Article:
NSW Health has announced a further 22 local cases of COVID-19 in the 24 hours to 8pm last night, bringing the Bondi cluster to 171.
New locally transmitted cases were also recorded in Queensland (3), South Australia (5) and Victoria (1) overnight, as each state restricts interstate travel.
Meanwhile, the spread of the virus across Sydney, where two schools have been closed for deep cleaning and contact tracing, have led to concerns that both teachers and students are more vulnerable than they were last year given that the Delta strain is considerably more contagious.
This issue was highlighted last night on A Current Affair when senior vice president of the Teachers Federation (NSWFTF), Amber Flohm said that from this point forward, teachers have to be regarded as frontline workers when it came to the vaccination rollout.
The program pointed out that since the outbreak of COVID-19 in 2020, 4,169 children aged 19 and under have contracted the virus accounting for 14% of all cases in Australia.
In Indonesia's capital, Jakarta – where the new Delta strain is rapidly spreading – the number of children infected by the virus has surged to 16% and it's left 689 children dead. In response, Indonesia’s food and drug agency to urgently approve the COVID-19 vaccine for children aged 12-17.
Confusion over vaccination timing, priority groups
To help contain the virus, Prime Minister Scott Morrison recently announced that all Australians will be eligible to get the AstraZeneca vaccine and that vaccinations for aged care workers would now be mandatory.
However, the Australian Education Union says at no point has the Federal Government given education workers the courtesy of making clear when they will receive a vaccine.
“Mr Morrison’s announcement that all Australians under 40 can speak to their GP about receiving the Astra Zeneca vaccine has caused enormous confusion about when, where and how education workers will receive a vaccine,” AEU federal president, Correna Haythorpe, said.
“It has always been the strong advice of the AEU to members to follow the advice of public health authorities. However, there is now confusion about what that advice is”.
Haythorpe pointed to the thousands of families who are currently in lockdown due to COVID-19 transmission in schools, including the families of teachers, principals and education support staff.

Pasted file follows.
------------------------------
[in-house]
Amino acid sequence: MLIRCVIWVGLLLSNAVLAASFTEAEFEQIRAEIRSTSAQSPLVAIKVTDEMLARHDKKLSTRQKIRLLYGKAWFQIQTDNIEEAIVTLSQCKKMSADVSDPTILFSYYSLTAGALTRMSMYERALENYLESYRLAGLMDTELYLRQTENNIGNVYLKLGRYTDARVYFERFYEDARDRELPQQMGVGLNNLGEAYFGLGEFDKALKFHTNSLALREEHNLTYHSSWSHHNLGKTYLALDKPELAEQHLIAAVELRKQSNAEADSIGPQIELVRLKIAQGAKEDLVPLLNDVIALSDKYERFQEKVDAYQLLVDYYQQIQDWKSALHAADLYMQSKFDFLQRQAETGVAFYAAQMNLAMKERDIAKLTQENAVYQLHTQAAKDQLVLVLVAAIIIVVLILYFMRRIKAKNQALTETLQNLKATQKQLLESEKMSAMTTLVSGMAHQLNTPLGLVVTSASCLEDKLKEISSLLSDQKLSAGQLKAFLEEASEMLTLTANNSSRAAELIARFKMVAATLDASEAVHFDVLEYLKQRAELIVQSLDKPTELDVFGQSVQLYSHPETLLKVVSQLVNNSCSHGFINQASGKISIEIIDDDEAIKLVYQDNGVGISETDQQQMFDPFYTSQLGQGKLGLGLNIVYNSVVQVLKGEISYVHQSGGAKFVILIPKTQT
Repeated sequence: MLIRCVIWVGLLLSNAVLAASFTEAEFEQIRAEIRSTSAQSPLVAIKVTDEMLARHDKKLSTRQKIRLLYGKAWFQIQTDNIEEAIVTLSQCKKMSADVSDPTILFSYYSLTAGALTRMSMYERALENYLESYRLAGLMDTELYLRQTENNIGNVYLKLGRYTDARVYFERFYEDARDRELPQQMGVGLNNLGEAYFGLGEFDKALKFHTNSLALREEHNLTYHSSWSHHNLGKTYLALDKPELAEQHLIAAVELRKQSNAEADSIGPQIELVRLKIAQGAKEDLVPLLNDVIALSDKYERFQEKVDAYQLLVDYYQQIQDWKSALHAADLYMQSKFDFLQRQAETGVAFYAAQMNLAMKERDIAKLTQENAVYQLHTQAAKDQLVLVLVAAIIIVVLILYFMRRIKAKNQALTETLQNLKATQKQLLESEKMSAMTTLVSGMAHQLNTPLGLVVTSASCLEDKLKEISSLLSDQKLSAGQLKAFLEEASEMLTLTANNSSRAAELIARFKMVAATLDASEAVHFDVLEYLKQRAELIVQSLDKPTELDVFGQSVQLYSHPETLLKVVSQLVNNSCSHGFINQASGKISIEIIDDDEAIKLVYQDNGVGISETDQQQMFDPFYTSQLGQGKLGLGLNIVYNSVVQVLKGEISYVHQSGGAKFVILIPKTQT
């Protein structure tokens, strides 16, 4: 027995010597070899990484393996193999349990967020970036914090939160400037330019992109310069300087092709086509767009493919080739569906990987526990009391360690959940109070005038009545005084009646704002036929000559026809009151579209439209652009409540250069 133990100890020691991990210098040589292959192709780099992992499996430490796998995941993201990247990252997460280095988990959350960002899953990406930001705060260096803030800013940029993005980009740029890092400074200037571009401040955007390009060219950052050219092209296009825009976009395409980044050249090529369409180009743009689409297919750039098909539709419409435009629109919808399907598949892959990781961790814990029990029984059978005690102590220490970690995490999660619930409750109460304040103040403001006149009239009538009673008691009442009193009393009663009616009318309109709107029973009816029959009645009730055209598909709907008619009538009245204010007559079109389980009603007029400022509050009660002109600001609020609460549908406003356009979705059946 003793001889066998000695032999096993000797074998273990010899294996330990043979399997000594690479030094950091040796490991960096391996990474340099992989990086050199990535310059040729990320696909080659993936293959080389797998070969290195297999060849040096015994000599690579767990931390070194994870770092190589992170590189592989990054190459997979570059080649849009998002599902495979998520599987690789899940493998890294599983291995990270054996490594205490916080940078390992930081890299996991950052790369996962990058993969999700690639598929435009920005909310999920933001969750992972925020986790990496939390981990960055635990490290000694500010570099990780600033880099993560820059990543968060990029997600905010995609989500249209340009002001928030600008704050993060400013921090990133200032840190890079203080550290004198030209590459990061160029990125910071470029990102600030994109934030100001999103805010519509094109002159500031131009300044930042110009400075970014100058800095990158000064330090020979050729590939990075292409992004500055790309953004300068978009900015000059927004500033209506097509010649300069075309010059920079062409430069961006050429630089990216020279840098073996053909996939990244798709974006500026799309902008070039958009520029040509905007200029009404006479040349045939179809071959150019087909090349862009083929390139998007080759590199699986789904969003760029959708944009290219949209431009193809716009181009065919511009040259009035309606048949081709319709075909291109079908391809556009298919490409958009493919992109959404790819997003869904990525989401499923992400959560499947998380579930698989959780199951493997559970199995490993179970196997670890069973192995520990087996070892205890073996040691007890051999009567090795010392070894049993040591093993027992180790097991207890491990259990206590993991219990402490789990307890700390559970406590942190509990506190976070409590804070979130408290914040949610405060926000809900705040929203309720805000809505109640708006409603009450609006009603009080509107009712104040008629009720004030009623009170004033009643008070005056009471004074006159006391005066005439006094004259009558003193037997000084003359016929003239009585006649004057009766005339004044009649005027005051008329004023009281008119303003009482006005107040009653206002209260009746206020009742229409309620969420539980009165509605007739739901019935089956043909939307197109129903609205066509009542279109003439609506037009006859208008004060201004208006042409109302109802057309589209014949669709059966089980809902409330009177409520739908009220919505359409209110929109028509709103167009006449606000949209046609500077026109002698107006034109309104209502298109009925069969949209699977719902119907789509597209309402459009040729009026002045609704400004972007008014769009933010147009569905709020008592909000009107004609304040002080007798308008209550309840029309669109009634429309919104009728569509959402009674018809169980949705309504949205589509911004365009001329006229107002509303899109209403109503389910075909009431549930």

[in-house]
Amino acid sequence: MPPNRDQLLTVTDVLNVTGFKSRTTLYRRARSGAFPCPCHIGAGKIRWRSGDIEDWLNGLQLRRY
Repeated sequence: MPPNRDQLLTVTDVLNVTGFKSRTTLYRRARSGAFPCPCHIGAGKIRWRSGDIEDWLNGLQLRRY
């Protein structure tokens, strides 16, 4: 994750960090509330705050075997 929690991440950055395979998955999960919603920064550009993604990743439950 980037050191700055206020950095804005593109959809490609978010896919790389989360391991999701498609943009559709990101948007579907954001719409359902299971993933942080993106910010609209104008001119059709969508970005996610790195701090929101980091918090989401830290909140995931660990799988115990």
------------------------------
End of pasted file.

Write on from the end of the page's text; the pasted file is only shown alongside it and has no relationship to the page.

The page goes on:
“This highlights the urgency of ensuring that the education workforce is as safe as possible from COVID-19, by prioritising their vaccination,” she said.
“We need the Federal Government to make it crystal clear. What are the current priority group arrangements? What is the current public health advice with respect to the Astra Zeneca vaccine? When will education workers in schools, early childhood settings and TAFE receive a COVID-19 vaccine and the greater level of safety from COVID-19 that comes with it?”.
Matthew Johnson, national president of the Australian Special Education Principals’ Association, said special education teachers across Australia meet the criteria to be considered among Australia's disability care and education workforce.
"Many of our students access supported care environments after school where those staff will receive priority vaccination whereas our teachers will not," Johnson told The Educator.
"I think our special educators are often unappreciated and overlooked".
Victoria heeds call of its educators
Last week, the Victorian Government updated its COVID-19 vaccination policy, designating school and early childhood teachers and education support staff working with children with a disability as priority group 1B.
Vaccination priority access now includes teachers, support and administration employees in specialist schools working directly with students (within 1.5 metres for more than 15 minutes).
This includes teaching and support staff in schools and workers in early childhood education and care services, working directly with students (within 1.5 metres for more than 15 minutes) living with a specified underlying medical condition or significant disability.
AEU Victorian Branch president, Meredith Peace, described the move as “a significant step” towards the call for full inclusion of all education workers in a vaccine priority group.
“Education workers across early childhood, school and TAFE settings have worked through the pandemic, showing resilience, determination and professionalism,” Peace said.
“We are pleased that the Andrews Government has recognised the importance of vaccinating teachers and support staff working with children with a disability as a key component in protecting the Victorian community and vulnerable groups from the risk of COVID-19 infection.”
Meanwhile, the AEU is continuing its push for teachers and education support staff in all states and territories to receive priority access to COVID vaccines.
“As the Federal Government acknowledged at the height of the pandemic, teachers and support personnel working in schools and early childhood settings play a critical role in keeping society functioning," AEU federal president, Correna Haythorpe told The Educator.
“Yet they have not been given any priority under the proposed vaccination plan. People working in education settings are collectively exposed to millions of other people from across the community every day".